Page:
"Individuals may lose weight on a wholefood vegan diet due to the lower energy content of many plant-based foods and plant protein sources. Snacking on the go and general picking at food may decrease, as it's easier to make your own at home", shares Jenna.
No - it's vital to find a diet that works for you
But, for every individual who loses weight on a vegan diet, there are many who put on weight. "Often the latter stories are not spoken about as much", Jenna shares. Lauren highlights that this is because, as a vegan, you don't have access to any lean sources of protein, and even vegan protein sources like tofu, chickpeas, lentils and so on do contain higher calories, and higher percentages of carbohydrates.
Which means? "Forgoing meat involves eliminating lean protein sources such as turkey and chicken", according to Lauren. Lean protein is essential for building muscle and also for satiety. If you're not satiated, you could graze between meal times and eat larger portion sizes, leading to weight gain.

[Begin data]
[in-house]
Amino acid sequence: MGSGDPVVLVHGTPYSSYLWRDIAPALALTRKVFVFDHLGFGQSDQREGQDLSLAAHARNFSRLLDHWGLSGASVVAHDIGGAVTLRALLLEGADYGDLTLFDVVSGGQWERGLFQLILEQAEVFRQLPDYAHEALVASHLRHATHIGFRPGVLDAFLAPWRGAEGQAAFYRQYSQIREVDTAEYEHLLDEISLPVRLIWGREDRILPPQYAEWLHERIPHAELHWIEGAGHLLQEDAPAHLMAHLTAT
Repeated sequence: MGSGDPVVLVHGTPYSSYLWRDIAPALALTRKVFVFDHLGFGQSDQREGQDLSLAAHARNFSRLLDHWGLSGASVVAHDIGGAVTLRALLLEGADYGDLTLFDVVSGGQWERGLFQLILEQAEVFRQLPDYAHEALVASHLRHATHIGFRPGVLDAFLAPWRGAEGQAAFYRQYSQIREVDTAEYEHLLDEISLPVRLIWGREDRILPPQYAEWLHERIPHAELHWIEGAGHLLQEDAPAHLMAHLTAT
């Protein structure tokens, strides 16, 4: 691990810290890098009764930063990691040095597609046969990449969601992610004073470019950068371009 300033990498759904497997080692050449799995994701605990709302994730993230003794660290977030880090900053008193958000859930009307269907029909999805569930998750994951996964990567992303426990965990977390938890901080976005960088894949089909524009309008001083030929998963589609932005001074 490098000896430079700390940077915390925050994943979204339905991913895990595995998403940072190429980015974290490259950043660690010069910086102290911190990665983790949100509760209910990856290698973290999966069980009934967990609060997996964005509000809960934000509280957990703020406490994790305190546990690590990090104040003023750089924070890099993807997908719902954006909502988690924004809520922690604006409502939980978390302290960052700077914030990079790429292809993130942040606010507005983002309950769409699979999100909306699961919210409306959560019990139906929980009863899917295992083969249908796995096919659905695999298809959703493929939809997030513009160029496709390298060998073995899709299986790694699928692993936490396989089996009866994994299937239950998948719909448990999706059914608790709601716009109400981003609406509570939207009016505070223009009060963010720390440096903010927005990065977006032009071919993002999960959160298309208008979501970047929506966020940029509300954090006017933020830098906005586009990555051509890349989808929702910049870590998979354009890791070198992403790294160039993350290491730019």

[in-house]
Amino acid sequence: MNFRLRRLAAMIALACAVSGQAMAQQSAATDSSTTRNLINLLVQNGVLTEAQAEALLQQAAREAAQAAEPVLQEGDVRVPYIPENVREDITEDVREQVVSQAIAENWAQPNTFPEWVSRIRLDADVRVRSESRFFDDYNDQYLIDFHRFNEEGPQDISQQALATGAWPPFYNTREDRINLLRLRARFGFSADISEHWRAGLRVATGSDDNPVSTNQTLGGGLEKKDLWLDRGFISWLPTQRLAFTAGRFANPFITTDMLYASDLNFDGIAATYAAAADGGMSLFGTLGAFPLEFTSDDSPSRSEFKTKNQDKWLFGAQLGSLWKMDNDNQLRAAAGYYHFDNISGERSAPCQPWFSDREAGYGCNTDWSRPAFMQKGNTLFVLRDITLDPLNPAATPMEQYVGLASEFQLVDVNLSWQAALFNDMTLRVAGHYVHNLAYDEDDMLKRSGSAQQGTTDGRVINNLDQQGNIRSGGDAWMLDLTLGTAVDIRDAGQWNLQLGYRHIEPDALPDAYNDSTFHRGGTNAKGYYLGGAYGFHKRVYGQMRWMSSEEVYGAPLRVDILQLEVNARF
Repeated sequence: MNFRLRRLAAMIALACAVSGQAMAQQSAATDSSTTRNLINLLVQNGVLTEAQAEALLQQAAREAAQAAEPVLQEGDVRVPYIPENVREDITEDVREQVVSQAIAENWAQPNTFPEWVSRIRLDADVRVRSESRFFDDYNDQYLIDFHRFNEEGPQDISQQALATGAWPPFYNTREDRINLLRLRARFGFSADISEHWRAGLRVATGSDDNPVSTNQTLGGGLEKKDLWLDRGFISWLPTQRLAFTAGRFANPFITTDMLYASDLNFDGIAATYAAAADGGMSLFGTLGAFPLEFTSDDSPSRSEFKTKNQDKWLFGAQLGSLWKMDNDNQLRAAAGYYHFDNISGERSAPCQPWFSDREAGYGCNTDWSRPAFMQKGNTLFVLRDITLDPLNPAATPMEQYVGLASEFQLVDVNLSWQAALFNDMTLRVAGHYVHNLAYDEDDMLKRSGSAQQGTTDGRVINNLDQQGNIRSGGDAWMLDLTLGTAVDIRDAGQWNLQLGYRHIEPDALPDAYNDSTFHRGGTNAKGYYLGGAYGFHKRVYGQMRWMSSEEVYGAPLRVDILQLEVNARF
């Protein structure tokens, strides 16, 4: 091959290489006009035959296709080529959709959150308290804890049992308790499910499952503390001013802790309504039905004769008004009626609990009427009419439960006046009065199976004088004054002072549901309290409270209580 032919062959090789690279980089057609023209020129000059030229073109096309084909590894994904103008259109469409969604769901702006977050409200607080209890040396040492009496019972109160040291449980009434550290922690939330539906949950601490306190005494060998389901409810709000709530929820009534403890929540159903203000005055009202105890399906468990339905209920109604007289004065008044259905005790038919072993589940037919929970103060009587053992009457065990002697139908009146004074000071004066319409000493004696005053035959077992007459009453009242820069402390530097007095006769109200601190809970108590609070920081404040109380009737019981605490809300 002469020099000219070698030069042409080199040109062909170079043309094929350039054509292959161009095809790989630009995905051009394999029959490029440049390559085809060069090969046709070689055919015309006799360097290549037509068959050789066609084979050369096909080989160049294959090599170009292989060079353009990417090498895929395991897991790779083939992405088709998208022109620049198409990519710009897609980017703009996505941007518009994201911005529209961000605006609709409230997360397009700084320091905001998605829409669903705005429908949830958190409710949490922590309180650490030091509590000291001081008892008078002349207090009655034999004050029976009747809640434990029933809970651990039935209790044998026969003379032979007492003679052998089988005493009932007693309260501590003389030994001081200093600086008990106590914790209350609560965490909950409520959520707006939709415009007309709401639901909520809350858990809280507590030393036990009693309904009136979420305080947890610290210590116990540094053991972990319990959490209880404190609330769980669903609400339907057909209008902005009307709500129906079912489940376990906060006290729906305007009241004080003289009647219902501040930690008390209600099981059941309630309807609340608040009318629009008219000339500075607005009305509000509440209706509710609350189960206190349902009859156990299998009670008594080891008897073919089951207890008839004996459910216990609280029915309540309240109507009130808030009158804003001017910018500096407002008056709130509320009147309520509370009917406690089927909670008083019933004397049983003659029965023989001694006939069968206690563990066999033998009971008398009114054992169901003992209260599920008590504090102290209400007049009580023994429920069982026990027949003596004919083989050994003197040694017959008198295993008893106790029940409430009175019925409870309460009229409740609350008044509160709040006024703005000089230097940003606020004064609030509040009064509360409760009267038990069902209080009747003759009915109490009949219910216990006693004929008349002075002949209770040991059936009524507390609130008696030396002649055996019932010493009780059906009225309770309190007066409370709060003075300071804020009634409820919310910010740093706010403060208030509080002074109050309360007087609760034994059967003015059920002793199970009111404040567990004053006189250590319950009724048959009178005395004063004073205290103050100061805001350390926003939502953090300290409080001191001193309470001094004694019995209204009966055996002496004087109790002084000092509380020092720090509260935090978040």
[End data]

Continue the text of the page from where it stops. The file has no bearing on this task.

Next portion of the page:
Ultimately, you need to find a diet that works for you, or it won't work. "It’s important to make your own dietary choices based on your own goals and beliefs, rather than being told to follow a certain a diet or, worse, being guilt-tripped into it", Jenna adds.
Yes - you'll feel fuller for longer
Depending on your current diet, you could drop weight easily switching from highly processed to fibre-packed fruit and veg. "If you previous ate a large deal of red meat, animal fats, processed foods teamed with low fibre and plant food intake, then when you switch to a well-balanced vegan diet, you will naturally be consuming less saturated fat and more plant foods, which are lower in calories and lower in fat", shares Clarissa.
Plus, she adds that the vegan diet tends to also be higher in fibre than the Western diet, meaning you'll feel fuller and more energised. "This could lead to reduced calorie consumption and potentially less snacking between meals, which could in turn result in weight loss."